While homelessness remains a problem in Douglas County, there are a number of groups and individuals who are working to help them with basic needs, while also working on finding them permanent places to call home.
The Douglas County Rideshare and Multi-Modal Transportation Center is hosting a donation drive to help members of the homeless community now through March 17.
According to Jerie Blackwood, administrative assistant with the transportation center, who came up with the idea for the donation drive, this marks the first time they’ve sponsored something like this.
“We started this idea with the Rideshare passengers and Douglas County employees,” Blackwood said, “but are encouraging members of the community to participate in the drive.”
Along with the standard personal items an individual might normally need, such as deodorant, bar soap, toothpaste, toothbrushes, shampoo, combs, hairbrushes and toilet paper, there are a number of specific items needed for sleeping in an encampment outdoors.
Blackwood said the homeless population needs such items as tents, tarps, umbrellas, ponchos, bottled water and AAA and AA batteries. Insect repellant and sunscreen is also needed for those who make their home in the woods, as are first aid supplies.
“The change in the weather brings out a change in clothing,” said Rideshare/Multi-Modal Director Gary Watson, “so there is a need for gently used or new jackets or sweaters, too.”
Blackwood said that socks are another hot ticket item in high demand by homeless citizens.
Donations may be dropped off at Multi-Modal Transportation Center on Dorris Road below the Woodie Fite Senior Center Monday through Friday from 5 a.m. to 7 p.m.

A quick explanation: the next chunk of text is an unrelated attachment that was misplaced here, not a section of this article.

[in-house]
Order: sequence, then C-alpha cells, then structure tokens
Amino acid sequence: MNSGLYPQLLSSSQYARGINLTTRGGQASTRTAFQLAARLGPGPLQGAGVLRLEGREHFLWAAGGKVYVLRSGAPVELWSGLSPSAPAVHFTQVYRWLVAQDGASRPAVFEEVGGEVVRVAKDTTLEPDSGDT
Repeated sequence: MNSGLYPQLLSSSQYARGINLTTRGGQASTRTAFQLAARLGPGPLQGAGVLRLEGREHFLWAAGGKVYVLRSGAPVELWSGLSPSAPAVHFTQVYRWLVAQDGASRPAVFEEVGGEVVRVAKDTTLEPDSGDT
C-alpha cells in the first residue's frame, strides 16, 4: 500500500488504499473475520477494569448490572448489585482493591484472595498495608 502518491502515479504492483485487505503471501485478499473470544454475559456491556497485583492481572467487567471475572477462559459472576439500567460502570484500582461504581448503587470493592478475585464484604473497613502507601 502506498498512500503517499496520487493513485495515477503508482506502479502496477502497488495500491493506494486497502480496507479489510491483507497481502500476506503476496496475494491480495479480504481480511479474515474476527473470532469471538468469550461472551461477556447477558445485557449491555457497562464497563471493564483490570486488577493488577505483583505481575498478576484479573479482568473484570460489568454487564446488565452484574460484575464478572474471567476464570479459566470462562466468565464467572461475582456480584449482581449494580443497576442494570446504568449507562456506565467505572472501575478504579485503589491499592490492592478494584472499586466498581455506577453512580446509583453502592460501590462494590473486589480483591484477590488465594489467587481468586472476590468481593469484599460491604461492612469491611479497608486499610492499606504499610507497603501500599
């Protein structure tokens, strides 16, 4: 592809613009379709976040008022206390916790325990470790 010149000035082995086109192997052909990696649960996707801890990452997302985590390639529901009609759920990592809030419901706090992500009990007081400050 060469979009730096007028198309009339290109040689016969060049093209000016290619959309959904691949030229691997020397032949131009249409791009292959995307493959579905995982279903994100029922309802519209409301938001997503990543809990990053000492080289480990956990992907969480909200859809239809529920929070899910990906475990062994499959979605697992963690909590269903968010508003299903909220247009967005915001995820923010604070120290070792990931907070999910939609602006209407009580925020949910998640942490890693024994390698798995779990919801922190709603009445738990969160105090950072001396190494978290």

Charles Branson with the Douglas County Homeless Coalition has worked to help homeless individuals in the community since the 1990s. Both the United Way of Metro Atlanta and the Atlanta Regional Commission (ARC) have aided the county’s efforts in the fight to eliminate homelessness.
“We have made a major effort in pulling churches together.”
Branson said there are more than 40 chronically homeless living in tents or other undesirable situations right now in Douglas County. In addition, there are at least 110 more who are on the brink of homelessness in temporary housing or extended stay residences.
Branson said that in the spring of 2017, groups of homeless living in the woods behind Kroger and the courthouse were going to be driven out. Some moved behind the Pizza Hut on Fairburn Road.
“We were able to get them on county property, with some strict rules — no fires and no chopping down trees,” said Branson. “It is the cleanest camp I’ve ever seen.”
He said the camp at one time had approximately 13 living on the county property behind the courthouse, across from the Multi-Modal Transportation Center. Branson said that number has reduced to now approximately six or seven.
There is another large camp currently on the western side of the city, not located on county property, Branson said.
He said the goal of the ARC is for homelessness to be “rare, brief and non-recurring.”
Branson said that in 2017, four homeless individuals in Douglas County died.
He wants to dispel a myth that most of the county’s homeless population have moved here from Atlanta.
“In all the years I’ve been helping the homeless,” said Branson, “I can count on one hand the number of homeless individuals coming here from Atlanta.”
There are a number of different agencies that are working to help the homeless, including the Daily Bread Ministry of Good Shepherd Lutheran Church, led by Leila Myers, which goes out on Tuesdays to feed the homeless in Douglasville and show them the love of Jesus Christ.
Each Tuesday morning, volunteers visit the Lutheran Church to deliver the blessings and pray up their work before they go out into the woods and other places where the county’s homeless live.
“We have some good things going on to help the homeless become self-sufficient,” he said.
To find out how you can help the homeless population in Douglas County, contact Branson at 770-595-6535.